Water-Powered Car Demonstrated

While the car runs on a mixture of 50% water and 50% gasoline, its inventor also demonstrated it can run on water alone, rekindling hopes for Stan Meyer's HHO technology.

Published: 28-Sep-2007

Denny Klein, an inventor from Florida, has introduced the world’s first water powered car. His own 1994 Ford Escort, labeled “Hydrogen Technology”, can run on a combination of water and gasoline, and Klein says it is possible to develop a system powered purely by water. The prototype is a hybrid car, shown to drive 100 miles using 4 ounces of water, without losing power. "You just drive it like a regular car. The infrastructure is already in place to get it serviced so we don't have to reinvent the wheel," Klein said.

Klein’s “Aquygen” is water or H2O broken down and turned into HHO gas – a process that scientists previously considered impossible to implement. A small device was demonstrated to emit a flame hotter than the surface of the Sun; A flame so intense it can burn a hole through charcoal and turn a brass ball to glowing liquid metal within seconds. While steel, lead, and other metals slice on contact, the tip of the welder remains only slightly warm to touch. Klein says that people don’t believe him, even though it’s a natural electrolysis process. It requires a greater amount of water than the amount of HHO gas produced, but the resulting gas combines the atomic power of hydrogen and the chemical stability of water. “No other gas will do this” –he says.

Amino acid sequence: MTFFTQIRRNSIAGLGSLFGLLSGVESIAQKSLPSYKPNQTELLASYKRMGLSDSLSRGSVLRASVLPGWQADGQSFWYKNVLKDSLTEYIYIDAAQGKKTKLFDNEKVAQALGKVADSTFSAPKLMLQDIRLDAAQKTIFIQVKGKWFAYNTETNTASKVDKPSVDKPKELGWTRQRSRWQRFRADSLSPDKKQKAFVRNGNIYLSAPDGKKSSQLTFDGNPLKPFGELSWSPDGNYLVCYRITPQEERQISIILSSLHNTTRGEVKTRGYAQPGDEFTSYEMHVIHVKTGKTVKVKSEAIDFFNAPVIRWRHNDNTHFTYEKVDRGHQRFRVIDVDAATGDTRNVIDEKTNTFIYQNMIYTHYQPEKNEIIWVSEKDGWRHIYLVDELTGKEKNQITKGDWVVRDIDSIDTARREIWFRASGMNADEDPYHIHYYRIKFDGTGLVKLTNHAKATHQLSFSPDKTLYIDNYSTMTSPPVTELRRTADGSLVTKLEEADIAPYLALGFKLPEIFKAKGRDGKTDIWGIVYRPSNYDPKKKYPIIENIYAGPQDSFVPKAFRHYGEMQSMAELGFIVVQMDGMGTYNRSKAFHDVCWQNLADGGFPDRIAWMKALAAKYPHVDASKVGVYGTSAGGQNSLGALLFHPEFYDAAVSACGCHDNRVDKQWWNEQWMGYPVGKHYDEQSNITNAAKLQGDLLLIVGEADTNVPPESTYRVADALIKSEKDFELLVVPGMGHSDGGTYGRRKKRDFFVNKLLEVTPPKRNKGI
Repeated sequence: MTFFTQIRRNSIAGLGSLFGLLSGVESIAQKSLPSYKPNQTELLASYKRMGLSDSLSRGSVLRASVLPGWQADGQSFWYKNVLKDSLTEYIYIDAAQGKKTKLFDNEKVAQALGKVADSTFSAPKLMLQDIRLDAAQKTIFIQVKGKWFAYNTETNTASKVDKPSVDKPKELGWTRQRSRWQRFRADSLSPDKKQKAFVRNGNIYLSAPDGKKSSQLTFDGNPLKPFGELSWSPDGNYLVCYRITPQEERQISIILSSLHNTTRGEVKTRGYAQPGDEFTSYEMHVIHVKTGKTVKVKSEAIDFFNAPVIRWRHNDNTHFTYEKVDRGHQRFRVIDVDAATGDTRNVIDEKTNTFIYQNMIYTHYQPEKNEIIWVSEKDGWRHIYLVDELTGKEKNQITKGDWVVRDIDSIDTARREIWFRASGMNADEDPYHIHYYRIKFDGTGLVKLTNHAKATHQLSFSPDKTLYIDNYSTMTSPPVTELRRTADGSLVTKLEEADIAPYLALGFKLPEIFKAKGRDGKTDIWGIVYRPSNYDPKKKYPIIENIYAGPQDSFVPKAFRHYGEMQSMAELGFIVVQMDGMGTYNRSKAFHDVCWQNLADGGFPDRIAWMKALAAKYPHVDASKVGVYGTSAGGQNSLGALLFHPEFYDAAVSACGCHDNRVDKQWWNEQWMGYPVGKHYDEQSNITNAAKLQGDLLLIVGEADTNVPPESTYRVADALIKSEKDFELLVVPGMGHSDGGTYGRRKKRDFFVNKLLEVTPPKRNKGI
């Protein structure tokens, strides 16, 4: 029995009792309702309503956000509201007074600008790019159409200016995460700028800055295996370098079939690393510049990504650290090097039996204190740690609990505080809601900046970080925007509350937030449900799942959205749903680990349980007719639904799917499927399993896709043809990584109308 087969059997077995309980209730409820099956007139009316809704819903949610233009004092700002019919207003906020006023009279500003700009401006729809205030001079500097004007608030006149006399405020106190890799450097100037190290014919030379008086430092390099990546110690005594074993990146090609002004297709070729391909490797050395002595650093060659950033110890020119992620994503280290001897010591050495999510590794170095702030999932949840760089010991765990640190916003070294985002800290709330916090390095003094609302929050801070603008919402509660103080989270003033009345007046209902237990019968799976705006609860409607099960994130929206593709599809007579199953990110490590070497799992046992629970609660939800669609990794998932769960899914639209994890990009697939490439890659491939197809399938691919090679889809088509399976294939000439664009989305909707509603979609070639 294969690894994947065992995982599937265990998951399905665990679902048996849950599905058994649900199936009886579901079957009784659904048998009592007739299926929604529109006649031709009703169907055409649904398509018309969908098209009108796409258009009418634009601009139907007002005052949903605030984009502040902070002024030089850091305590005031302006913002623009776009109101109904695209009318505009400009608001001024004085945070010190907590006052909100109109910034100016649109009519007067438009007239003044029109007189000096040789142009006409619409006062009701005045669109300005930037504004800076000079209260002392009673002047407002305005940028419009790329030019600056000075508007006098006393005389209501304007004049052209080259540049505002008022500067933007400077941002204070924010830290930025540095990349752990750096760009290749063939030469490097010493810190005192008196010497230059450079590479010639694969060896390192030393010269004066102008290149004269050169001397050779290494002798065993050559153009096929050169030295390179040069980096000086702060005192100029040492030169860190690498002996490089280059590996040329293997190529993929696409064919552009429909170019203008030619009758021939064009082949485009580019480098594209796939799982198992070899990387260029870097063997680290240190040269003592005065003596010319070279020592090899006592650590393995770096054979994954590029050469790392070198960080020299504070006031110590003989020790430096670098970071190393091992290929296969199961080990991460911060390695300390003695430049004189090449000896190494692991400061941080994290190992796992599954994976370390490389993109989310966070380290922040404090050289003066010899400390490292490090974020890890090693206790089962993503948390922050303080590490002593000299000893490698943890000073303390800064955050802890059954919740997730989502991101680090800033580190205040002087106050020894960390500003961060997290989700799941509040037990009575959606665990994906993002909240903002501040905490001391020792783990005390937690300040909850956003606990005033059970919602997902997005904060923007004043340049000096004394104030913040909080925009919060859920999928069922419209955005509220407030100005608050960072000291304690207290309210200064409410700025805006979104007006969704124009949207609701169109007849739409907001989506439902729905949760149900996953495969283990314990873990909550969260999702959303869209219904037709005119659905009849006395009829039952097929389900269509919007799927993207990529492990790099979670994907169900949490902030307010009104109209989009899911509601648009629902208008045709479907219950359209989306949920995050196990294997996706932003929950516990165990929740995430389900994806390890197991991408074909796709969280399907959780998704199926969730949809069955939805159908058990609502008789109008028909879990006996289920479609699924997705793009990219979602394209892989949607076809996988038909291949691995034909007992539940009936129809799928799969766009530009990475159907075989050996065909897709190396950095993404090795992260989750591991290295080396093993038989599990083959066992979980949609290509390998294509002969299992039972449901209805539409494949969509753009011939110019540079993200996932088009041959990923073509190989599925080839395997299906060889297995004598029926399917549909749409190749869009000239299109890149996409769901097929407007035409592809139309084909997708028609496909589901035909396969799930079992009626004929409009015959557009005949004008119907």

Klein and his colleagues are planning to provide a cheap, eco-friendly and practical alternative fuel, which will end the world’s dependence on fossil fuels. An engine that runs on a gasoline-water mix burns 50-percent less gasoline. "The way the water molecule is restructured, it releases a tremendous amount of energy when mixed with a catalyst. The Aquygen can easily be turned back into H2O” - said Klein as he pointed at drops of water running off a sheet of metal. A representative from Klein’s company said that the fuel production cost is estimated at around 70 cents per hour, with 1,500 liters of Aquygen produced in an hour.



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